Congenital varicella syndrome: still a problem?

Cinzia Auriti, Fiammetta Piersigilli, Marco Rossi De Gasperis, Giulio Seganti
Fetal Diagnosis and Therapy 2009, 25 (2): 224-9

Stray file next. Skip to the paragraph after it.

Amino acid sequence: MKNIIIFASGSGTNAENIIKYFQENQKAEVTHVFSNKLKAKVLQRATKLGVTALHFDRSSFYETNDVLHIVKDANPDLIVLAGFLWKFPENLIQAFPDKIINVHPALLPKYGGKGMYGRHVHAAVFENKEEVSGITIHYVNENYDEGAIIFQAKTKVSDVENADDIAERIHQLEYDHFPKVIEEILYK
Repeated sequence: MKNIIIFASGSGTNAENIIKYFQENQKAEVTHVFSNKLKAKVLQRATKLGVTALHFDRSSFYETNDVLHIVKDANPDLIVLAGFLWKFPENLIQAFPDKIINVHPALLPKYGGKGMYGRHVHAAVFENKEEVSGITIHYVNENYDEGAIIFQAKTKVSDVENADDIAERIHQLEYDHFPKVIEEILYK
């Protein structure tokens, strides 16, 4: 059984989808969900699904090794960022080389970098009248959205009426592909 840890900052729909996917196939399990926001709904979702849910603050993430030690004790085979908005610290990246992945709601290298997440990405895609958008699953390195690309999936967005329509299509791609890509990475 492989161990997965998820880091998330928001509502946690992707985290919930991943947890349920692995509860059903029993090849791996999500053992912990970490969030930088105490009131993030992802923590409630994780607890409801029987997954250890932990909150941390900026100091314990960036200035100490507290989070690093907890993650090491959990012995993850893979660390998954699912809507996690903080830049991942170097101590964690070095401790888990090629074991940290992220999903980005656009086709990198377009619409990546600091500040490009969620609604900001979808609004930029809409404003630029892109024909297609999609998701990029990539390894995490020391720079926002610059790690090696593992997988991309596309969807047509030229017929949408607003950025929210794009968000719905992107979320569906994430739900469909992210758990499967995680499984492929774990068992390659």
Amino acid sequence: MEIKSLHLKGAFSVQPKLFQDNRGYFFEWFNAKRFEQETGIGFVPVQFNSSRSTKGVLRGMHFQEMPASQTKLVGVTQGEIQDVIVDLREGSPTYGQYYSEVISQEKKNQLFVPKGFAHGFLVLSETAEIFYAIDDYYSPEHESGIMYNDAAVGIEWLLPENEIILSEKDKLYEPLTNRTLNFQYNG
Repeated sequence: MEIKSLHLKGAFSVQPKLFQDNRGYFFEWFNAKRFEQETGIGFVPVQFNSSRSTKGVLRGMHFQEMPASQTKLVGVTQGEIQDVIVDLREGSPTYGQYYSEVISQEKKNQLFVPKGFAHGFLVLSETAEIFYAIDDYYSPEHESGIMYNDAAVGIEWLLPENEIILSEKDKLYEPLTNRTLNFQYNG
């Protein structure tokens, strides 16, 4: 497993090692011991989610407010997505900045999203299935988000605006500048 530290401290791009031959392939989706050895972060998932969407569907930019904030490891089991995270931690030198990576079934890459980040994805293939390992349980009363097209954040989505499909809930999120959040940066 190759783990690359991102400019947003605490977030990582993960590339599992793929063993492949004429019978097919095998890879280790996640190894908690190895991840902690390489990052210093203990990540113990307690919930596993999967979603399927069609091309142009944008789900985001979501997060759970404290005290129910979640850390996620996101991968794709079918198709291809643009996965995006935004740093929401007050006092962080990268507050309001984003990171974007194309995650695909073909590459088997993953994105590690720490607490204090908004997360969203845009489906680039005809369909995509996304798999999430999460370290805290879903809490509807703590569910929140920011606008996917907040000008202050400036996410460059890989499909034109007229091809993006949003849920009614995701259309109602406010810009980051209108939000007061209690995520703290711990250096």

A woman contracted chickenpox in the 12th week of gestation. Her general practitioner and later the consultant obstetrician warned her about the small risk of giving birth to a disabled child. She decided to continue the pregnancy without undergoing invasive tests to diagnose fetal intrauterine infection. Symptoms of congenital varicella syndrome (CVS) were detected by ultrasound in the 29th and 34th weeks of gestation. On admission to hospital, the baby was not considered infectious and was not isolated because polymerase chain reaction analysis to detect varicella zoster virus (VZV) DNA in the blood, cerebrospinal fluid, saliva, skin scrapings and feces gave negative results. He was also not separated from his mother. The mother was without clinical complications. Varicella during pregnancy may result in VZV transmission to the fetus or newborn. Intrauterine VZV infection in the first 28 weeks of gestation may result in CVS with limb deformities, brain abnormalities and mental retardation. Usually the newborn is not infectious, and therapy and isolation are unnecessary. When the mother catches the infection in the second trimester, the newborn may manifest shingles in the first 2 years of life. A maternal rash erupting 5 days before to 2 days after delivery is frequently associated with clinically severe varicella in the newborn, leading to high mortality if untreated. Then the newborn is infectious and must be isolated. This case report underlines the need for expert medical counseling for women who contract chickenpox at any time during pregnancy. It also underlines the importance of immunizing susceptible women of childbearing age before they become pregnant.

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